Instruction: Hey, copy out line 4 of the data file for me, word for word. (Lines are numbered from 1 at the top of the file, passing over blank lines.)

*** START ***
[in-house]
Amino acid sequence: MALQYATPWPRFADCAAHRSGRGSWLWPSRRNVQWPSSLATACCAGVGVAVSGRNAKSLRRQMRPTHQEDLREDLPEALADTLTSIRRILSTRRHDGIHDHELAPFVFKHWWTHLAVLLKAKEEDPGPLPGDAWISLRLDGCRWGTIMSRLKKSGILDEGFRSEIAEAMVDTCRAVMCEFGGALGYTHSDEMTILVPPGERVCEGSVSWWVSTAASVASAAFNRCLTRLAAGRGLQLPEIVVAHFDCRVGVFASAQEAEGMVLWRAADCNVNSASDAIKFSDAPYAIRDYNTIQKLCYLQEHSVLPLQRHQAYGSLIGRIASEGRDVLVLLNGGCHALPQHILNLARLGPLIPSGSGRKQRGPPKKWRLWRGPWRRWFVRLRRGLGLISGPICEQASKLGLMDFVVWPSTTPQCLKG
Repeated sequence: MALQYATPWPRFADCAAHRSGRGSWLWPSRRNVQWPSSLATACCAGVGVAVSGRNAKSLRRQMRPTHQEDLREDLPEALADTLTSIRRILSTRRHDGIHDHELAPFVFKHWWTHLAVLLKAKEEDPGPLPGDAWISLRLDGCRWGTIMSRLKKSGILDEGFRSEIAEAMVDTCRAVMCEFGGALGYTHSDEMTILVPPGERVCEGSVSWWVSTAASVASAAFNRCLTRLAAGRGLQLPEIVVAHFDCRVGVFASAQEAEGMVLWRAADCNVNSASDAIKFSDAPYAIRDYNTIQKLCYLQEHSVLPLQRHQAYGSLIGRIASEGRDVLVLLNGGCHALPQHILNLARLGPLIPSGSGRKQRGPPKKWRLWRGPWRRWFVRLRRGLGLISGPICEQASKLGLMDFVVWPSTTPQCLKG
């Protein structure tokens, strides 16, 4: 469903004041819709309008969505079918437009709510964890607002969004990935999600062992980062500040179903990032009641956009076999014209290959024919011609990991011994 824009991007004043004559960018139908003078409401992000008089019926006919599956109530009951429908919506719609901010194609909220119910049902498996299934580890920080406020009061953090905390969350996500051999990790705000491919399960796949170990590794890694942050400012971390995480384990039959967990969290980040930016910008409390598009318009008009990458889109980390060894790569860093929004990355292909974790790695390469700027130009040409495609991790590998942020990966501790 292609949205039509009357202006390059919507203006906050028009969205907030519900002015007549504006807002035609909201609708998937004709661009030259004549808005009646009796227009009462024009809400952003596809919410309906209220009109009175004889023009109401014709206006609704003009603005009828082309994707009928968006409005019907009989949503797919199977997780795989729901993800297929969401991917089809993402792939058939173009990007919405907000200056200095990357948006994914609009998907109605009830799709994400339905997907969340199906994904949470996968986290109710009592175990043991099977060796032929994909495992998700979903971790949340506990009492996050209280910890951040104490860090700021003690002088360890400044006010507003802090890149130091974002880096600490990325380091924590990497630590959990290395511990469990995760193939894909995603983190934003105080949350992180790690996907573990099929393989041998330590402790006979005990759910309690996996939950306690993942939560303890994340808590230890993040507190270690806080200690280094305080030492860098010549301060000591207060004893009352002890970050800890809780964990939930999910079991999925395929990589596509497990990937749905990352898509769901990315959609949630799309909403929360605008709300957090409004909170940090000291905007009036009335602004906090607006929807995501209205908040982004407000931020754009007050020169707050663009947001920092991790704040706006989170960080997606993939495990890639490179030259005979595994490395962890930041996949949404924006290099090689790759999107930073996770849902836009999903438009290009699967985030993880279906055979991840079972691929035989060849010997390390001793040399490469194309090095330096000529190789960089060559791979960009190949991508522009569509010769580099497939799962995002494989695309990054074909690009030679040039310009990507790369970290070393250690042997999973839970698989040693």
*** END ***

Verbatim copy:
């Protein structure tokens, strides 16, 4: 469903004041819709309008969505079918437009709510964890607002969004990935999600062992980062500040179903990032009641956009076999014209290959024919011609990991011994 824009991007004043004559960018139908003078409401992000008089019926006919599956109530009951429908919506719609901010194609909220119910049902498996299934580890920080406020009061953090905390969350996500051999990790705000491919399960796949170990590794890694942050400012971390995480384990039959967990969290980040930016910008409390598009318009008009990458889109980390060894790569860093929004990355292909974790790695390469700027130009040409495609991790590998942020990966501790 292609949205039509009357202006390059919507203006906050028009969205907030519900002015007549504006807002035609909201609708998937004709661009030259004549808005009646009796227009009462024009809400952003596809919410309906209220009109009175004889023009109401014709206006609704003009603005009828082309994707009928968006409005019907009989949503797919199977997780795989729901993800297929969401991917089809993402792939058939173009990007919405907000200056200095990357948006994914609009998907109605009830799709994400339905997907969340199906994904949470996968986290109710009592175990043991099977060796032929994909495992998700979903971790949340506990009492996050209280910890951040104490860090700021003690002088360890400044006010507003802090890149130091974002880096600490990325380091924590990497630590959990290395511990469990995760193939894909995603983190934003105080949350992180790690996907573990099929393989041998330590402790006979005990759910309690996996939950306690993942939560303890994340808590230890993040507190270690806080200690280094305080030492860098010549301060000591207060004893009352002890970050800890809780964990939930999910079991999925395929990589596509497990990937749905990352898509769901990315959609949630799309909403929360605008709300957090409004909170940090000291905007009036009335602004906090607006929807995501209205908040982004407000931020754009007050020169707050663009947001920092991790704040706006989170960080997606993939495990890639490179030259005979595994490395962890930041996949949404924006290099090689790759999107930073996770849902836009999903438009290009699967985030993880279906055979991840079972691929035989060849010997390390001793040399490469194309090095330096000529190789960089060559791979960009190949991508522009569509010769580099497939799962995002494989695309990054074909690009030679040039310009990507790369970290070393250690042997999973839970698989040693």